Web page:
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Partnership gets look at cooperative education program at KCSD

LOCK HAVEN — Daci Killinger, cooperative education coordinator at the Keystone Central School District, gave members of the Clinton County Economic Partnership a look inside the district’s program.

“This is my first year full time at Keystone Central (in this position),” she said.

Killinger was originally the culinary arts instructor at Central Mountain High School, later picking up the coordinator position on a part-time basis.

“It’s really a great pleasure to acquire this position,” she said. “We are making great strides in this work-based education program.”

Out of approximately 1,100 students in Central Mountain High School, 450 are enrolled in career and technical programs and that includes students from Bucktail High School in Renovo, Killinger said.

“In the past years it’s been around 200 students,” she continued.

The increase is due in part to the inclusion of ninth and tenth grade students being allowed to enroll in the program this school year, she said.

The programs range from basic academics to duel enrollment programs at area universities.

“We have a lot of students who take classes at LHU and Pennsylvania College of Technology,” she said.

The district offers a wide range of programs to the students that include work-based learning, capstone, internships and job shadowing.

Work based learning typically involved only twelfth grade students and is not limited to those outside of the academic sector of the program, Killinger said.

“I have students that are still taking career and technical education at school but they’re also going out to work in a different sector,” she said.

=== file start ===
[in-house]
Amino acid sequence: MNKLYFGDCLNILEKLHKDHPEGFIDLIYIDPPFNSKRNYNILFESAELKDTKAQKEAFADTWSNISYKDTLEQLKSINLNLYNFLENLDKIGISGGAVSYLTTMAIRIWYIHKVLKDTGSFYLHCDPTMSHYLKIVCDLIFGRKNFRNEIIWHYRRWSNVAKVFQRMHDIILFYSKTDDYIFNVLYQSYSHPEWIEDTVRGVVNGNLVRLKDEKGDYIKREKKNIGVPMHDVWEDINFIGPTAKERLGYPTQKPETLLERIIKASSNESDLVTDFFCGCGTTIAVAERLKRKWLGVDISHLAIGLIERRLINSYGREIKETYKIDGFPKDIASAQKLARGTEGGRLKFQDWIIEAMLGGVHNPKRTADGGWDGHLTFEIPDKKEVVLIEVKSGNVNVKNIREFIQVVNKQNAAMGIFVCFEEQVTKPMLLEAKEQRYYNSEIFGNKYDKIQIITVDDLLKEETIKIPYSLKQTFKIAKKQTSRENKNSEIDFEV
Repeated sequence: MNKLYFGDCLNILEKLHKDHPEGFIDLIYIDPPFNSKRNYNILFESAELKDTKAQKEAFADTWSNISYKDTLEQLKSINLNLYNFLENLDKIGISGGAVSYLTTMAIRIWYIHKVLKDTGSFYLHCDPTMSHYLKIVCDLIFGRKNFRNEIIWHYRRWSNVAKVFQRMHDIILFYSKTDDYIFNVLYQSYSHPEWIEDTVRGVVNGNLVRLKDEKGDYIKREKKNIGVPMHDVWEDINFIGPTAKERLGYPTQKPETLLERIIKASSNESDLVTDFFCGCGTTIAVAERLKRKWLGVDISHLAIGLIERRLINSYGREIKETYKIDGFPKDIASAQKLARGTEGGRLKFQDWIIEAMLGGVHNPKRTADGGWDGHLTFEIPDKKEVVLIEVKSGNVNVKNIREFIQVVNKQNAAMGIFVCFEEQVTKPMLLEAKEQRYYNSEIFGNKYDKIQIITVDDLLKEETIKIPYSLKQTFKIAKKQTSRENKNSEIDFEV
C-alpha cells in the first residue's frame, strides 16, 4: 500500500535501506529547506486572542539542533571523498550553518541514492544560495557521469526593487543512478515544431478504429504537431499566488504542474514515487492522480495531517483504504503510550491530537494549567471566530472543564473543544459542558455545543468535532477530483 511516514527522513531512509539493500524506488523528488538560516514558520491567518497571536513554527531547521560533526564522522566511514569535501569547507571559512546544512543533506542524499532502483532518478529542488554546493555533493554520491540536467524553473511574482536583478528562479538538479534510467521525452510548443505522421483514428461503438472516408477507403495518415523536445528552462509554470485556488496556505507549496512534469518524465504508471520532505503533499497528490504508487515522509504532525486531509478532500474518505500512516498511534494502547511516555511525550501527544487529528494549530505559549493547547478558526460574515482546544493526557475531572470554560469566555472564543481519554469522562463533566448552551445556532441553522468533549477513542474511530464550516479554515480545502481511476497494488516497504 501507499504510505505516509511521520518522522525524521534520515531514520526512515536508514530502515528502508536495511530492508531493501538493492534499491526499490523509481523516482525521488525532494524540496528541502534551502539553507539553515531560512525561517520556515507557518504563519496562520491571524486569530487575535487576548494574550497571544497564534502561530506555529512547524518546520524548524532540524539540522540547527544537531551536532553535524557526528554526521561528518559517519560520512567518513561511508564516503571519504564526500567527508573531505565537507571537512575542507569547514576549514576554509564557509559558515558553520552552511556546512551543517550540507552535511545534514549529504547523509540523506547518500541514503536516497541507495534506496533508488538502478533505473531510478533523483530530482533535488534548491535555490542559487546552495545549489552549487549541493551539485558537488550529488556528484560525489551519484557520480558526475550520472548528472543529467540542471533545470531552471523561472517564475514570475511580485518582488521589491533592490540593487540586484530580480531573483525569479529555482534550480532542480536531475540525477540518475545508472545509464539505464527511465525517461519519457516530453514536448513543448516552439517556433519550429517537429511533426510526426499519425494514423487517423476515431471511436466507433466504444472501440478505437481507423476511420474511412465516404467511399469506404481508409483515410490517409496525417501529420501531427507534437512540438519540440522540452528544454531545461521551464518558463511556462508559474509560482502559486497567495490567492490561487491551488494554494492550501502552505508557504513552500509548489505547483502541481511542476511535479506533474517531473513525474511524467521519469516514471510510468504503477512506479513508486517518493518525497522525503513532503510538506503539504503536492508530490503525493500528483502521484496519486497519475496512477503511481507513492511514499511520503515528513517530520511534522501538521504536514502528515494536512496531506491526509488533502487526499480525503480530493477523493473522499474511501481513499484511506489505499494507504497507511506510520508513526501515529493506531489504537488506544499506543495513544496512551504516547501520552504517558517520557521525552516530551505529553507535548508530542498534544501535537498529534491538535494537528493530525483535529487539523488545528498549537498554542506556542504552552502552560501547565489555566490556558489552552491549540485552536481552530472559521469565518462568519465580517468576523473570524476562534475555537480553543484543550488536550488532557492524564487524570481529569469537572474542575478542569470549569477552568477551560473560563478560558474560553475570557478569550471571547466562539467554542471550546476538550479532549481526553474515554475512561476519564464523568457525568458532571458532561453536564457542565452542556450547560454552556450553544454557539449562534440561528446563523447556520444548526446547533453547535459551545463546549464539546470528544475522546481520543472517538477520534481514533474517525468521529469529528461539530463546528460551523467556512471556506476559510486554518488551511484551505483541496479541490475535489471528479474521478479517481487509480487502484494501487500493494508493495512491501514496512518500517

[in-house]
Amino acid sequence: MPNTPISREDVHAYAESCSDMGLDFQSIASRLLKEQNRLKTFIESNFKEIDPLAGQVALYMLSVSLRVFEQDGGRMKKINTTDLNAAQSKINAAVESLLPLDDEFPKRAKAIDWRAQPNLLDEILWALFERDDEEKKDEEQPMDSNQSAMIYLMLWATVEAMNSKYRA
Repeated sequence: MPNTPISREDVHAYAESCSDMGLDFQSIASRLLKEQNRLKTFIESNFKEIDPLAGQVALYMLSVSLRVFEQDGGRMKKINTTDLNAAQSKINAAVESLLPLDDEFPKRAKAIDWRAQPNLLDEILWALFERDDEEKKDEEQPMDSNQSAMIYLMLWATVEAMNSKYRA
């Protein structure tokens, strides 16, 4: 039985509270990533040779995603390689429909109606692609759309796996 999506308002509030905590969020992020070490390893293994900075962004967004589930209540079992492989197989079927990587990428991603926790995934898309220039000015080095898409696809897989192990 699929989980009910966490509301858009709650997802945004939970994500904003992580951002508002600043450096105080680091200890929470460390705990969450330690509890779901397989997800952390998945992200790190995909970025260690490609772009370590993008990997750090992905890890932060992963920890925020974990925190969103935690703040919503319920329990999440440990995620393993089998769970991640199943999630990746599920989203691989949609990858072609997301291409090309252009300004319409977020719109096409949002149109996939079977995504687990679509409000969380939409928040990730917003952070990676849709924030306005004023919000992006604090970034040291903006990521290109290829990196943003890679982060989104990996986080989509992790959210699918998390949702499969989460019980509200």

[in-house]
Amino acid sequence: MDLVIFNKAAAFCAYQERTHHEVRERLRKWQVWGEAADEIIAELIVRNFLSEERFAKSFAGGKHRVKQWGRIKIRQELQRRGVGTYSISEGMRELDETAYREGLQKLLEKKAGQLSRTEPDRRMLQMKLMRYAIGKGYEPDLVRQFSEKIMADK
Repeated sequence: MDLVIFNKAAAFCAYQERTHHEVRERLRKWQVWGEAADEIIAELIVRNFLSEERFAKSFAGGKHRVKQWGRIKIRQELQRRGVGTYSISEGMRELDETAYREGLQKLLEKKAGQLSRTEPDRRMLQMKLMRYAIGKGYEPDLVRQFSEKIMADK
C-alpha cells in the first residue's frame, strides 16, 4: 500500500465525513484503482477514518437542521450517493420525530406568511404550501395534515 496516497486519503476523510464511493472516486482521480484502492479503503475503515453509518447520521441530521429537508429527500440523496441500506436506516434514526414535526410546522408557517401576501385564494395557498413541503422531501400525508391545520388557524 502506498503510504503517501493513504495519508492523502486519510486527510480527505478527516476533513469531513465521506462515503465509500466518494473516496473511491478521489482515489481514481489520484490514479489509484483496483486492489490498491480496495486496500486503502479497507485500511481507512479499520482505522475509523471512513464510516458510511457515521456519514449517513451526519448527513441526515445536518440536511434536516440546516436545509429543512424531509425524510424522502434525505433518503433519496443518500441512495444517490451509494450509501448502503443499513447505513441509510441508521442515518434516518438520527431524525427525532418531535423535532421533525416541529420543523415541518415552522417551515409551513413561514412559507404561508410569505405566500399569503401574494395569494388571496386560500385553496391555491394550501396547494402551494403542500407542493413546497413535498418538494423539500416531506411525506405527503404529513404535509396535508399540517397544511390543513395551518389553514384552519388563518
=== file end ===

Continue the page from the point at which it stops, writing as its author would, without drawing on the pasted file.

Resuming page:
Their current enrollment in this program is 10 students this year with 10 more students slated to go out, Killinger said.

“There’s a good possibility that we’re going to have 20 students out,” she said.

This surpasses the district’s goal of enrolling 10 to 15 students in the work based learning program.

Another program specific to twelfth grade students is the capstone program.

“This is like a continuation for students that are enrolled in a career and technical program,” she said. “We can put them out into a work situation and let them build work experience.”

The district currently has 12 applicants in the year-long program, she continued.

Internships are another option that the district offers for eleventh and twelfth grade students.

These students come from the career and technical education classes or basic academic classes, Killinger said.

“We currently have students out on internships at The Express and at the probation office,” she said.

Last year the district sent 12 students to the Haven Skilled Nursing program at UPMC Lock Haven, she said.

The program lasts six weeks and students typically work approximately 40 to 45 paid hours.

“At the end of that process students are asked to write a report on what they learned… what that (experience) meant to them,” she said.

The final program offered is for all grades 9 through 12.

Job shadowing gives students the chance to get a taste of the career they may wish to pursue, Killinger said.

“This hasn’t really been something we’ve done a lot in the past few years,” she said. “We want to make sure, especially with our ninth and tenth grade students that this is the career they really want to do. Job shadowing is a really good way to do this.”

The program lasts approximately two days and totals about four hours, she said.

Killinger encouraged members of the partnership to consider participating in the program.

Lock Haven City Councilman Richard “Rick” Conklin commended the district for the programs they have in place.

“In the time I spent at Lock Haven Hospital, we had some incredible people in the therapy department,” he said. “It really helps them understand this is where they want to go. I don’t think anyone can say ‘I want to be a therapist or a technologist’ without seeing what they have to do first.”

Killinger agreed with Conklin’s statement.

“That’s why we’re really trying to implement it at ninth and tenth grade,” she said.

Dan Harger asked Killinger if the district planned to target some of the young people for specific jobs in the future.

“We do some recruitment in the eighth grade, and we have some students come over from the middle school,” Killinger said. “We also have fifth graders come over.”

Dave Harger also thanked Killinger for her hardwork over the years with regards to the district and the Partnership.

“I just want to thank you personally for everything you’ve done for the partnership,” he said.

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